This photograph depicts a Phlebotomus papatasi sandfly, which had landed atop the skin surface of the photographer, whoâ€™d volunteered himself as host for this specimenâ€™s blood meal. The sandflies are members of the Dipteran family, Psychodidae, and the subfamily Phlebitaminae. This specimen was still in the process of ingesting its bloodmeal, which is visible through its distended transparent abdomen. Sandflies such as this P. papatasi, are responsible for the spread of the vector-borne parasitic disease Leishmaniasis, which is caused by the obligate intracellular protozoa of the genus Leishmania.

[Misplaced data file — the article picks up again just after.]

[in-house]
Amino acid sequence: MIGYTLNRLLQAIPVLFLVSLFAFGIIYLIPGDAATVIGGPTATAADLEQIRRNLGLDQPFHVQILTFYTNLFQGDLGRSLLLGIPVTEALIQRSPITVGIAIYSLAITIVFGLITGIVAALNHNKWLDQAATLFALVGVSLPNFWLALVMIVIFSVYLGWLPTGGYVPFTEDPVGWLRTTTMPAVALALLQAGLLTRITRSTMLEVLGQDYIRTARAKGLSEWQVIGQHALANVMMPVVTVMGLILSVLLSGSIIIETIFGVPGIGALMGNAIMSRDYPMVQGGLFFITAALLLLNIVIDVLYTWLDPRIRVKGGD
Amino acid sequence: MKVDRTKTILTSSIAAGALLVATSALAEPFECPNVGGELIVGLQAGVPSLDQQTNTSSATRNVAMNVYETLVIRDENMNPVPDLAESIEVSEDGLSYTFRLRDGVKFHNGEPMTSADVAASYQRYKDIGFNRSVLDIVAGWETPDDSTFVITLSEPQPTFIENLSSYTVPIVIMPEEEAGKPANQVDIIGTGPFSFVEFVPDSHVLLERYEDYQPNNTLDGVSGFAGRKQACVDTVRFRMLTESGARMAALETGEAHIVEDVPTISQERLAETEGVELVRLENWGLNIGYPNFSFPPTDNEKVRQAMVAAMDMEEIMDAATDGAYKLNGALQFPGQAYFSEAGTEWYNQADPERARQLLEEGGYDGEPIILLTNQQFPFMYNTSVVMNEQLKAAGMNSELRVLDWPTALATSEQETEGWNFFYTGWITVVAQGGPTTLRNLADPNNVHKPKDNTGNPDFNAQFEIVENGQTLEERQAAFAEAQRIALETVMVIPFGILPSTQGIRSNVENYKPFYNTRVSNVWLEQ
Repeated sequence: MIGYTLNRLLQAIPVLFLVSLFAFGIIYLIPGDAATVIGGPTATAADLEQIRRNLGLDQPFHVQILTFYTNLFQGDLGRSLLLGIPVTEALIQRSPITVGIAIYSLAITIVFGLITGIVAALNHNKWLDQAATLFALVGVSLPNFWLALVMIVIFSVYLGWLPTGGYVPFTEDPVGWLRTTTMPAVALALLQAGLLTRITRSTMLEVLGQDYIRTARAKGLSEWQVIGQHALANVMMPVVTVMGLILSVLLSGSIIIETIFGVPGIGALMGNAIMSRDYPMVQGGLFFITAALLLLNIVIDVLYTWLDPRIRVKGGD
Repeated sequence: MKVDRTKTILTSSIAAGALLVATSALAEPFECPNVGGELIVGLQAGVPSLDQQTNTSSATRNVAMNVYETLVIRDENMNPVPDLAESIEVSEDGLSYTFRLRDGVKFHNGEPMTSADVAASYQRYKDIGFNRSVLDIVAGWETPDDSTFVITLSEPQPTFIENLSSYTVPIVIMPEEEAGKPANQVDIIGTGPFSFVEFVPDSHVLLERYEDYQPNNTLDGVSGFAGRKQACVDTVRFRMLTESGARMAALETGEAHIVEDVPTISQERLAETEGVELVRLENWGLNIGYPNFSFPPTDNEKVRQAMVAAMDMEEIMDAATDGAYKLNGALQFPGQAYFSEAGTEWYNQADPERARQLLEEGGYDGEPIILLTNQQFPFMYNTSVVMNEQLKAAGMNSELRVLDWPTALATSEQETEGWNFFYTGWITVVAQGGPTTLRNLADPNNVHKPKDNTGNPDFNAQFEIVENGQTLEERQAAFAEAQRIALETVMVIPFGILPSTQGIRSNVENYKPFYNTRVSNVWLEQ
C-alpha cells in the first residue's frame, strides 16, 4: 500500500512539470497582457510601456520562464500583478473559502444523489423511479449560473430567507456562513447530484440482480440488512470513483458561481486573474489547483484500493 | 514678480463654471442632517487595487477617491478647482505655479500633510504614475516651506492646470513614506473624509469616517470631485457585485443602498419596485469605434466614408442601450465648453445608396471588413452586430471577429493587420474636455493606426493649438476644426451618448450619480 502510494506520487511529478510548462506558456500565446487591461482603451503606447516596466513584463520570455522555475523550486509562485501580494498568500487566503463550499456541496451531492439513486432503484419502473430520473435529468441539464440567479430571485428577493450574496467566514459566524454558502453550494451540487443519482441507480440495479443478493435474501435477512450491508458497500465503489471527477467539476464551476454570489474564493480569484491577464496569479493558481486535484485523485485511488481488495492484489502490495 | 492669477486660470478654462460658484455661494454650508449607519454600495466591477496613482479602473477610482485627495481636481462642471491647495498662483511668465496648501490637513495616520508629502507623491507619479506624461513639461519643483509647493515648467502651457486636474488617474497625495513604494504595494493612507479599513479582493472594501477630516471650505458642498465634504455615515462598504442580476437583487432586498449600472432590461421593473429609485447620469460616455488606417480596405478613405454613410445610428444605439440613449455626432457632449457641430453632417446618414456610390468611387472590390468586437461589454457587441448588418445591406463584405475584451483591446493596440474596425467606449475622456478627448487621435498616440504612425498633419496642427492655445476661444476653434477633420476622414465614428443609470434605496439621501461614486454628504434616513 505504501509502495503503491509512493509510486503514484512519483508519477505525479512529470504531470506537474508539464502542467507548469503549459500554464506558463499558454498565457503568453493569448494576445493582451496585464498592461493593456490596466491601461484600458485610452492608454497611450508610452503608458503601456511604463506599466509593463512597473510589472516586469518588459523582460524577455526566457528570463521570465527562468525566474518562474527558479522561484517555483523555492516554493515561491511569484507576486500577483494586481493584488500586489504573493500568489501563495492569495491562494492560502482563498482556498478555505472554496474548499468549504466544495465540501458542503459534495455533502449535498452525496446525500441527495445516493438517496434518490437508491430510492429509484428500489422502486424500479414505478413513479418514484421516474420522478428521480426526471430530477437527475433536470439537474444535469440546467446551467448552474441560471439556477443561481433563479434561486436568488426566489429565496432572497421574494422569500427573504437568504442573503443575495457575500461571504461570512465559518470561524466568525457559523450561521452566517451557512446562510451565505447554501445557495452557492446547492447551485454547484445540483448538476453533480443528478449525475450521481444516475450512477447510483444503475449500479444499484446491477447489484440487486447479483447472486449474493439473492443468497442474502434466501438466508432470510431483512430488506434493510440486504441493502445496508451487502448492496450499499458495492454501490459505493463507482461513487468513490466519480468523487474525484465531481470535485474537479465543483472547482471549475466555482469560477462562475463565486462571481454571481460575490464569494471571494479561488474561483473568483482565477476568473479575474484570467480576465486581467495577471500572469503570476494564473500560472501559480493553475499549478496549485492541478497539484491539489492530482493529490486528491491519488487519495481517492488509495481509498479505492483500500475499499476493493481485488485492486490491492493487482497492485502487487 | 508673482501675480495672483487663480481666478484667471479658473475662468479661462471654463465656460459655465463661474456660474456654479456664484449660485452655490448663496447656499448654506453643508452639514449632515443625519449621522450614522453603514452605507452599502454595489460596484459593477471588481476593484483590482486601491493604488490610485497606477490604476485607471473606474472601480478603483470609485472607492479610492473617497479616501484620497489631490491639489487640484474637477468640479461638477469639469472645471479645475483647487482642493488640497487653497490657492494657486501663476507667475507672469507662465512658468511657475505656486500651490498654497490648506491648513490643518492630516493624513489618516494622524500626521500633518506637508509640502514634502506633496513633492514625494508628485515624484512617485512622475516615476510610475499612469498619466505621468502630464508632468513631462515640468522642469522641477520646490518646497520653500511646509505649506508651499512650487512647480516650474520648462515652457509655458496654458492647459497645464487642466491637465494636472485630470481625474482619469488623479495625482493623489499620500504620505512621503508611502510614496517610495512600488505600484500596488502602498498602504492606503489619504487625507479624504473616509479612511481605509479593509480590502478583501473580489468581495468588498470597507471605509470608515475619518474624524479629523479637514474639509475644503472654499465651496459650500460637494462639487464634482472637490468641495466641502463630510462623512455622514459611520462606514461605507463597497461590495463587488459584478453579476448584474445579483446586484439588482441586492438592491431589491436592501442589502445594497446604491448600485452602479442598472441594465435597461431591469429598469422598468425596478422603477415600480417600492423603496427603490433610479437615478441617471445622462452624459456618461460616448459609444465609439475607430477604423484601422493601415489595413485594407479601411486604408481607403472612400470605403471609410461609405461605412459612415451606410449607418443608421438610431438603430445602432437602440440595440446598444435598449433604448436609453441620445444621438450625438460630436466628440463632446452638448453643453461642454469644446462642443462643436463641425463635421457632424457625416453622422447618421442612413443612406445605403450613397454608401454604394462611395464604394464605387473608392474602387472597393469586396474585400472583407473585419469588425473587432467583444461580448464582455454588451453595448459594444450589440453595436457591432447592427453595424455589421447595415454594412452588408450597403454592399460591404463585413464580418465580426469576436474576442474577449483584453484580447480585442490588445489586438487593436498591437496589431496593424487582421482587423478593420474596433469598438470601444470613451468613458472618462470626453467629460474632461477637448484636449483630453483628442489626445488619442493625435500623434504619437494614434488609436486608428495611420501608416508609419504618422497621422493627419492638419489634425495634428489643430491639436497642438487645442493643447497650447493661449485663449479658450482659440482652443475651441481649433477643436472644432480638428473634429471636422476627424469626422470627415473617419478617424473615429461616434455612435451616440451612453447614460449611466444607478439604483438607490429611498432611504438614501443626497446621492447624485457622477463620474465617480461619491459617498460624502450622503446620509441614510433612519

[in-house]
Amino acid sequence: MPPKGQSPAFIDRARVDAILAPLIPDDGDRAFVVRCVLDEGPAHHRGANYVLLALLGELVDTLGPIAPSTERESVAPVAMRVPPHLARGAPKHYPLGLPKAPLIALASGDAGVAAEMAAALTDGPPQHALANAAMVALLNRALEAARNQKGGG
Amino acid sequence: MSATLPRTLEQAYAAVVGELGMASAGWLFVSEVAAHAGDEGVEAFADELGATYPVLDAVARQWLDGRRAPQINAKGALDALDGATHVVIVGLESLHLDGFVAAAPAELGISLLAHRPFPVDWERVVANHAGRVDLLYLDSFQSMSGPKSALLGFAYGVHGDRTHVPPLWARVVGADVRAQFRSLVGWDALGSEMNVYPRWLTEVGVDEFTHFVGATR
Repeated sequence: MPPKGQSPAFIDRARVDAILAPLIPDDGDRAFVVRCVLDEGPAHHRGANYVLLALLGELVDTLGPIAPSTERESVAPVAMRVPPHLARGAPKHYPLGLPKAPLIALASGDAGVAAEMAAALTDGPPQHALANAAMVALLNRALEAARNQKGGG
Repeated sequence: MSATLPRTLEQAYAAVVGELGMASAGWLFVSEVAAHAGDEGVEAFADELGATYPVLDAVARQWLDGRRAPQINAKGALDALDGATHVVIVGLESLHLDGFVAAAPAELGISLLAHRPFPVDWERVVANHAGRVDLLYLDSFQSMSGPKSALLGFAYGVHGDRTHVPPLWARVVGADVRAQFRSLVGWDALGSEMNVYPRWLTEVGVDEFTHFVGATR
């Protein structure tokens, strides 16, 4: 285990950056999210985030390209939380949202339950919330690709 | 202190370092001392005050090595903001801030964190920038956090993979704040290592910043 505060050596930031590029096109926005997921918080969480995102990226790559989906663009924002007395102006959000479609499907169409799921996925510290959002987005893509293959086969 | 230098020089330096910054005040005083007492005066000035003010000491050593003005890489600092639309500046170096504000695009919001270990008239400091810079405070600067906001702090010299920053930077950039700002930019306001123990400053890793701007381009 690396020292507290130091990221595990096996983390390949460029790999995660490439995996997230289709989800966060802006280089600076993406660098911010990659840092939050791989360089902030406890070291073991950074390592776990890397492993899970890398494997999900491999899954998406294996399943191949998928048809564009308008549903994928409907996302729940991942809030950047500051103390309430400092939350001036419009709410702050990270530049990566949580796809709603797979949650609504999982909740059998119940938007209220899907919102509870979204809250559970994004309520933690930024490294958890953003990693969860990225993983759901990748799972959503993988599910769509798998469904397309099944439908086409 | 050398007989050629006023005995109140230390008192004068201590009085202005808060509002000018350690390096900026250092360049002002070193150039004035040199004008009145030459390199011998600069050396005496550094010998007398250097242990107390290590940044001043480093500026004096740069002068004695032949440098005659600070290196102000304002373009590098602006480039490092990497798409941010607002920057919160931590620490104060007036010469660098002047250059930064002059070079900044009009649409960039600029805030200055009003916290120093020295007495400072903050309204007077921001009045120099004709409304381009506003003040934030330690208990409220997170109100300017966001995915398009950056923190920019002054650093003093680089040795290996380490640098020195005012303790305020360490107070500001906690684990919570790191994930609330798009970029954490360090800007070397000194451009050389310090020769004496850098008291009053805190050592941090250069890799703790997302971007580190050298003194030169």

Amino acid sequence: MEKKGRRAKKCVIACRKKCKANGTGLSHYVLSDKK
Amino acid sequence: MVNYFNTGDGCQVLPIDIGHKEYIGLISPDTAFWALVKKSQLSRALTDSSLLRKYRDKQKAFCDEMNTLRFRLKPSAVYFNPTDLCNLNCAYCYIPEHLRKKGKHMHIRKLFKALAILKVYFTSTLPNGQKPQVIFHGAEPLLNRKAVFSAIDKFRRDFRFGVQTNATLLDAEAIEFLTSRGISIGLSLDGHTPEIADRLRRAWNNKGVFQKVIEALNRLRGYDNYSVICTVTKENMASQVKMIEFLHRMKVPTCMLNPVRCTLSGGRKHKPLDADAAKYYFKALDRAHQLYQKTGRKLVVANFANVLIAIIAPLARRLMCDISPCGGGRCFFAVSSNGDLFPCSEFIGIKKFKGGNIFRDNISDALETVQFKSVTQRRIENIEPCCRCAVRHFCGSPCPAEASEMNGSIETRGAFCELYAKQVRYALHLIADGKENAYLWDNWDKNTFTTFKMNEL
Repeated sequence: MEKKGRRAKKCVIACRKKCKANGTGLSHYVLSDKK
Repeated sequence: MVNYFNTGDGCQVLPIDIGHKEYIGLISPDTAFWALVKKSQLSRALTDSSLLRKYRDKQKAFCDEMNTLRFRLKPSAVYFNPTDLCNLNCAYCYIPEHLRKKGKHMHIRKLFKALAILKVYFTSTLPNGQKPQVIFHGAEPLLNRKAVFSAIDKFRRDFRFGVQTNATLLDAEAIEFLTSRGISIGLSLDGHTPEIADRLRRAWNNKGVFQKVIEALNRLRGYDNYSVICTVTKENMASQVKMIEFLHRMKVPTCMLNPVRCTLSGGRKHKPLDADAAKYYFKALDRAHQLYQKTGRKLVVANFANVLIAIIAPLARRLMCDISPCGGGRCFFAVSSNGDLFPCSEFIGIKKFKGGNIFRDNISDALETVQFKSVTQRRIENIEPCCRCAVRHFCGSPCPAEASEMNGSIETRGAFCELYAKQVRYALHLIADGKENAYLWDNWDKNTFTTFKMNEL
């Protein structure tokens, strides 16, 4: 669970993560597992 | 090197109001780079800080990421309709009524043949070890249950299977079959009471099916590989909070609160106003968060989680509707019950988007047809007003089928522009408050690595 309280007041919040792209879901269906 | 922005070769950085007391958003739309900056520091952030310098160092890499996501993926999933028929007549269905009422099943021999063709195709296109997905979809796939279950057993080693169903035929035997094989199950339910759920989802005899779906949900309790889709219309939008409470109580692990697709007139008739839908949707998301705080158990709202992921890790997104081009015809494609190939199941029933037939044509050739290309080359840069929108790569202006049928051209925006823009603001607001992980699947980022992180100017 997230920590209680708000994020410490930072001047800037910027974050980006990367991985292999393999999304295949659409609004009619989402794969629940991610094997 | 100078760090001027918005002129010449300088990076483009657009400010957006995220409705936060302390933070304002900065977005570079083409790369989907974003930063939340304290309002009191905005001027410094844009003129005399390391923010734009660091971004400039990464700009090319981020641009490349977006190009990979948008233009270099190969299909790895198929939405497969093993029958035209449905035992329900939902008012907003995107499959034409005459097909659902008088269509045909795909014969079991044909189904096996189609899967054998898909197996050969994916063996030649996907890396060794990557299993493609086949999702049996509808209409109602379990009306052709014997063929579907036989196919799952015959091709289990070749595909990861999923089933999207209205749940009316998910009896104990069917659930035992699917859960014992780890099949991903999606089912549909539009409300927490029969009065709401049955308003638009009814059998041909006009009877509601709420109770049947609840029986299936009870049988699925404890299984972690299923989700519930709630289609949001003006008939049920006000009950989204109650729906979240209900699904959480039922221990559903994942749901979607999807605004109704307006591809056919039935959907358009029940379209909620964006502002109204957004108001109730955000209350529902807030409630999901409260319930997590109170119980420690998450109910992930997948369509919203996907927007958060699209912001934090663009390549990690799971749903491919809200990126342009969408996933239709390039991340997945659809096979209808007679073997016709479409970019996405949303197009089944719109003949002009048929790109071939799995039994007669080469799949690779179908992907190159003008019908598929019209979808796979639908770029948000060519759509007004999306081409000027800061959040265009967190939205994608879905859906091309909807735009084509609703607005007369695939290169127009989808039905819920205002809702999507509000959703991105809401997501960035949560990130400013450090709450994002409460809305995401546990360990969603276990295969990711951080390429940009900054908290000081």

Leishmaniasis is transmitted by the bite of infected female phlebotomine sandflies, injecting the infective stage (i.e., promastigotes) from their proboscis during blood meals. Promastigotes that reach the puncture wound are phagocytized by macrophages ,and other types of mononuclear phagocytic cells, and inside these cells, transform into the tissue stage of the parasite (i.e., amastigotes), which multiply by simple division and proceed to infect other mononuclear phagocytic cells. Parasite, host, and other factors affect whether the infection becomes symptomatic and whether cutaneous or visceral leishmaniasis results. Sandflies become infected by ingesting infected cells during blood meals. In sandflies, amastigotes transform into promastigotes, develop in the gut, (in the hindgut for leishmanial organisms in the Viannia subgenus; in the midgut for organisms in the Leishmania subgenus), and migrate to the proboscis. See PHIL 3400 for a diagram of this cycle.